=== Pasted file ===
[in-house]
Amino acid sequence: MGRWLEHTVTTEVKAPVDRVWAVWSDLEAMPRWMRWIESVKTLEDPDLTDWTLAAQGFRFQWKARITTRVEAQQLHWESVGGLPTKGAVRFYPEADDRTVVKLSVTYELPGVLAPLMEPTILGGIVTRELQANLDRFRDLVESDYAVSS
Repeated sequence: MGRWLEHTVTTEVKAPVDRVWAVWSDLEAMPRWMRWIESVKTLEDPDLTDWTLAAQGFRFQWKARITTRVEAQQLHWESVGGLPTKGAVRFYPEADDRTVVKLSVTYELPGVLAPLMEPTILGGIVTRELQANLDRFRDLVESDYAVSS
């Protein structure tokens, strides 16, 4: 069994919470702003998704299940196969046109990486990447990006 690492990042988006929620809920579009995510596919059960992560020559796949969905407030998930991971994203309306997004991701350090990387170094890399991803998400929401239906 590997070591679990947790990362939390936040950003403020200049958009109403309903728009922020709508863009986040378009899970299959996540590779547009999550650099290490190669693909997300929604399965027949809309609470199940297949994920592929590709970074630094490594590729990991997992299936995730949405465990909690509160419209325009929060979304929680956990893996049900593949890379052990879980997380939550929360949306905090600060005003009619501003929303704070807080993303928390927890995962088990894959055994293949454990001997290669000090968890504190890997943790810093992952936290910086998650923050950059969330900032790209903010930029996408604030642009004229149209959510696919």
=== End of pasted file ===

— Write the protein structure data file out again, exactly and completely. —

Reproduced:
[in-house]
Amino acid sequence: MGRWLEHTVTTEVKAPVDRVWAVWSDLEAMPRWMRWIESVKTLEDPDLTDWTLAAQGFRFQWKARITTRVEAQQLHWESVGGLPTKGAVRFYPEADDRTVVKLSVTYELPGVLAPLMEPTILGGIVTRELQANLDRFRDLVESDYAVSS
Repeated sequence: MGRWLEHTVTTEVKAPVDRVWAVWSDLEAMPRWMRWIESVKTLEDPDLTDWTLAAQGFRFQWKARITTRVEAQQLHWESVGGLPTKGAVRFYPEADDRTVVKLSVTYELPGVLAPLMEPTILGGIVTRELQANLDRFRDLVESDYAVSS
């Protein structure tokens, strides 16, 4: 069994919470702003998704299940196969046109990486990447990006 690492990042988006929620809920579009995510596919059960992560020559796949969905407030998930991971994203309306997004991701350090990387170094890399991803998400929401239906 590997070591679990947790990362939390936040950003403020200049958009109403309903728009922020709508863009986040378009899970299959996540590779547009999550650099290490190669693909997300929604399965027949809309609470199940297949994920592929590709970074630094490594590729990991997992299936995730949405465990909690509160419209325009929060979304929680956990893996049900593949890379052990879980997380939550929360949306905090600060005003009619501003929303704070807080993303928390927890995962088990894959055994293949454990001997290669000090968890504190890997943790810093992952936290910086998650923050950059969330900032790209903010930029996408604030642009004229149209959510696919």